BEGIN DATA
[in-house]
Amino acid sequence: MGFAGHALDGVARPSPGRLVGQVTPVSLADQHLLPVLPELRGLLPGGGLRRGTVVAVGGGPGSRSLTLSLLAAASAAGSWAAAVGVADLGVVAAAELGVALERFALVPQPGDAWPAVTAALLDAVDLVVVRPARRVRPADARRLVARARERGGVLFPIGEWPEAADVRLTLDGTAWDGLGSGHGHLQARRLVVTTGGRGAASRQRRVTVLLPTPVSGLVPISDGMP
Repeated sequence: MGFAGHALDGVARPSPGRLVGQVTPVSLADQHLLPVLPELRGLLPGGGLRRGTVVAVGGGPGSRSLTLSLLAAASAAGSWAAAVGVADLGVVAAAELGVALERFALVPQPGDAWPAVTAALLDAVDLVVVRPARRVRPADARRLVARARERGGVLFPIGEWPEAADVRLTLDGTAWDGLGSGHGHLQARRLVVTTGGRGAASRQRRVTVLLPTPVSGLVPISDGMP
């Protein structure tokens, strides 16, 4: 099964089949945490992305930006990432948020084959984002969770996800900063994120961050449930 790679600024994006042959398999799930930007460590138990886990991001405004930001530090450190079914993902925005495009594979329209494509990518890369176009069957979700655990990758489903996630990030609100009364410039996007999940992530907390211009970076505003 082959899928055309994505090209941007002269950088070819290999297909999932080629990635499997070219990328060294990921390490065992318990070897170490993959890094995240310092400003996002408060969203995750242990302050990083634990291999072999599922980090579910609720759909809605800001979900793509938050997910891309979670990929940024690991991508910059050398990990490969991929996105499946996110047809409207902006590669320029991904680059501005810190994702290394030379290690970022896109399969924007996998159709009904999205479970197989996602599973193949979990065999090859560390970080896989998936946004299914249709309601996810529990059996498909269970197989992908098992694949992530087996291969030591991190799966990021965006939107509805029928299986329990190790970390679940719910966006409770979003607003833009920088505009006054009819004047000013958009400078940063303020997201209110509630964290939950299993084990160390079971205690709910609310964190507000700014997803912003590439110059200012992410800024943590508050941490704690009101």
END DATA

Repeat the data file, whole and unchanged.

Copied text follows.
[in-house]
Amino acid sequence: MGFAGHALDGVARPSPGRLVGQVTPVSLADQHLLPVLPELRGLLPGGGLRRGTVVAVGGGPGSRSLTLSLLAAASAAGSWAAAVGVADLGVVAAAELGVALERFALVPQPGDAWPAVTAALLDAVDLVVVRPARRVRPADARRLVARARERGGVLFPIGEWPEAADVRLTLDGTAWDGLGSGHGHLQARRLVVTTGGRGAASRQRRVTVLLPTPVSGLVPISDGMP
Repeated sequence: MGFAGHALDGVARPSPGRLVGQVTPVSLADQHLLPVLPELRGLLPGGGLRRGTVVAVGGGPGSRSLTLSLLAAASAAGSWAAAVGVADLGVVAAAELGVALERFALVPQPGDAWPAVTAALLDAVDLVVVRPARRVRPADARRLVARARERGGVLFPIGEWPEAADVRLTLDGTAWDGLGSGHGHLQARRLVVTTGGRGAASRQRRVTVLLPTPVSGLVPISDGMP
């Protein structure tokens, strides 16, 4: 099964089949945490992305930006990432948020084959984002969770996800900063994120961050449930 790679600024994006042959398999799930930007460590138990886990991001405004930001530090450190079914993902925005495009594979329209494509990518890369176009069957979700655990990758489903996630990030609100009364410039996007999940992530907390211009970076505003 082959899928055309994505090209941007002269950088070819290999297909999932080629990635499997070219990328060294990921390490065992318990070897170490993959890094995240310092400003996002408060969203995750242990302050990083634990291999072999599922980090579910609720759909809605800001979900793509938050997910891309979670990929940024690991991508910059050398990990490969991929996105499946996110047809409207902006590669320029991904680059501005810190994702290394030379290690970022896109399969924007996998159709009904999205479970197989996602599973193949979990065999090859560390970080896989998936946004299914249709309601996810529990059996498909269970197989992908098992694949992530087996291969030591991190799966990021965006939107509805029928299986329990190790970390679940719910966006409770979003607003833009920088505009006054009819004047000013958009400078940063303020997201209110509630964290939950299993084990160390079971205690709910609310964190507000700014997803912003590439110059200012992410800024943590508050941490704690009101």